I came across the discovery that there actually exists a folk-indie scene when I, a few weeks ago, went to a show to listen to two local folk-indie bands: vio/miré and annikki dawn (it should be mentioned that both composed of the same band members). The show was small, warm, and intimate. The music was acoustic and sweet. Not your typical folk band, not your typical folk sound. Yet still.. folk. For a lack of a better term I will call it indie-folk. From this show, a curiosity was born to know if other bands such as these played in similar places; an urge to experience more of what I had experienced.
The crowd? You might call it a "hipster" crowd (something as hard to pin down as indie and folk, yet that I will attempt to define). But I've seen this crowd in other places, in other shows. Does this mean that this audience does not only belong to this scene? Or that the indie-folk scene is actually a sub-genre of something bigger and different? Or does this mean anything at all?
I don't know. But I will try to find out.

Some questions that will hopefully be answered:

What groups of people are attracted to this scene and why?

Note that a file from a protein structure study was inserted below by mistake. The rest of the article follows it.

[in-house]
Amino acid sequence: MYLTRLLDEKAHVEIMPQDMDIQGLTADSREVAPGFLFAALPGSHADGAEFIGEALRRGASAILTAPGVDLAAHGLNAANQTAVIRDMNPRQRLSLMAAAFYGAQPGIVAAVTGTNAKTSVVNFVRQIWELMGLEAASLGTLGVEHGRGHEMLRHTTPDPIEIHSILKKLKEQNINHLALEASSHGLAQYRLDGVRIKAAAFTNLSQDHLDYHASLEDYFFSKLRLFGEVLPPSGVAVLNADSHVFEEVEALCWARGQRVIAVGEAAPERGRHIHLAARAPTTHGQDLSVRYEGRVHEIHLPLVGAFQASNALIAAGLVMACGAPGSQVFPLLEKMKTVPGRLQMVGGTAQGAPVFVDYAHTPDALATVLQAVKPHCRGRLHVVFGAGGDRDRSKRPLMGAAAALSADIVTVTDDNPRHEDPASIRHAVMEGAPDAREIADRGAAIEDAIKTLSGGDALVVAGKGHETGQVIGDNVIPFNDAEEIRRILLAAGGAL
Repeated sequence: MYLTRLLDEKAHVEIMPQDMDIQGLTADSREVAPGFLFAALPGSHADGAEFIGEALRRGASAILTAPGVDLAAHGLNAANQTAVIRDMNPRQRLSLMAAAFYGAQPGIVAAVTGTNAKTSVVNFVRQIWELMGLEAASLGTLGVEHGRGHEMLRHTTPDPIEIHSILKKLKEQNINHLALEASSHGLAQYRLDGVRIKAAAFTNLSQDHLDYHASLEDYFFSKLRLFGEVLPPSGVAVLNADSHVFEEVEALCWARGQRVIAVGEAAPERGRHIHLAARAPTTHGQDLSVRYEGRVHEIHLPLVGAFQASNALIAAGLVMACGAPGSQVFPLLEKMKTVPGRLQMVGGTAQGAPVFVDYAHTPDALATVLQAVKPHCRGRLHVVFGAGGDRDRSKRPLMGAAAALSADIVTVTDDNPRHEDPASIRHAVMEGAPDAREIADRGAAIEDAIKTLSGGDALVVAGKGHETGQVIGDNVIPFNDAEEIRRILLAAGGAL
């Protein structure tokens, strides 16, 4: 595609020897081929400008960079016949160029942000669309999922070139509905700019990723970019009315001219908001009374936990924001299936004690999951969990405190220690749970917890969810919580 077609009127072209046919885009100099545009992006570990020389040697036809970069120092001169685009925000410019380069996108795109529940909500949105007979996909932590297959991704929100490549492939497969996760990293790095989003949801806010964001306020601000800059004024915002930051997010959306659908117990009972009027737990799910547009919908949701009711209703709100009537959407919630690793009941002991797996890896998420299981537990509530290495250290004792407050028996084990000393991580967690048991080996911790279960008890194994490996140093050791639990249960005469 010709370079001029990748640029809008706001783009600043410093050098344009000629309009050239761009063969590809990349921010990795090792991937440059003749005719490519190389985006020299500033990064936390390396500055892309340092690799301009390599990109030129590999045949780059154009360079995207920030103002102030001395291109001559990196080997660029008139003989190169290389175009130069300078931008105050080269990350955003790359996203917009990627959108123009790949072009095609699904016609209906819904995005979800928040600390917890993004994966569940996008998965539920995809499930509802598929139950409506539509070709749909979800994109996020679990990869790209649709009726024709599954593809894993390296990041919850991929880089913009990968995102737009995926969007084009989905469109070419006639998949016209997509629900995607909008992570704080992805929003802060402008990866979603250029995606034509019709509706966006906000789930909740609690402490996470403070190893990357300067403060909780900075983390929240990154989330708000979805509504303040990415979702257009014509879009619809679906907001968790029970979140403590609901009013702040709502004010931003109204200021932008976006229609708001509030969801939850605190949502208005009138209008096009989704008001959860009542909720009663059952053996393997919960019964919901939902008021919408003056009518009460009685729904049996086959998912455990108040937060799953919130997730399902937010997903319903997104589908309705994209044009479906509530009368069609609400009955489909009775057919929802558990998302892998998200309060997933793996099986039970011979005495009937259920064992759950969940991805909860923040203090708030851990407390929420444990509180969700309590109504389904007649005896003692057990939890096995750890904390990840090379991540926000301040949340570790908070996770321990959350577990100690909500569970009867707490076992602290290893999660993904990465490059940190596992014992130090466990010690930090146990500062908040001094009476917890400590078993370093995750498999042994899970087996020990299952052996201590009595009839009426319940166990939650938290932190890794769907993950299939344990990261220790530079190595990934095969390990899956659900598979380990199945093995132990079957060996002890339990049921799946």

Is the audience for indie-folk shows exclusive for this genre or is it open to other kinds of music, and which kind?
What other bands belong to this scene? Are only local bands "allowed" to participate in this?
Why is this scene rising? Which are their influences?
What are common venues for these kinds of performances?
How are the interactions between the bands and their audience?
Is this type of interaction vital for the scene to survive?

Wednesday, February 4, 2009

Critical Review #1: Hodkinson

In Hodkinson's short study of the goth scene, he focuses on what he calls translocal connections within the scene. Although other theorists have used this term to imply connection that go past even national borders, Hodkinson focuses on connections, both abstract and concrete, in different British manifestations. One of these connections is a strong sense of identity both in-group and perceived by outsiders in both local and translocal solidarity. This is also shows by its translocal consistency in taste. Hodkinson argues that these connections are formed through travel, especially when goths from different towns get together for a major concert or festival; through commerce as through local retailers and mail-order shops; and through media, such as print and virtual.

Discussion Question: Hodkinson's study is one of three scenes labeled as "translocal" in Music Scenes. Why do you think this is? Is it because it is rare to find such scenes that trespass local borders? Also, Hodkinson notes how the goth scene has been disappearing in the last few years, yet the it appears to stay connected. Why do you this has happened?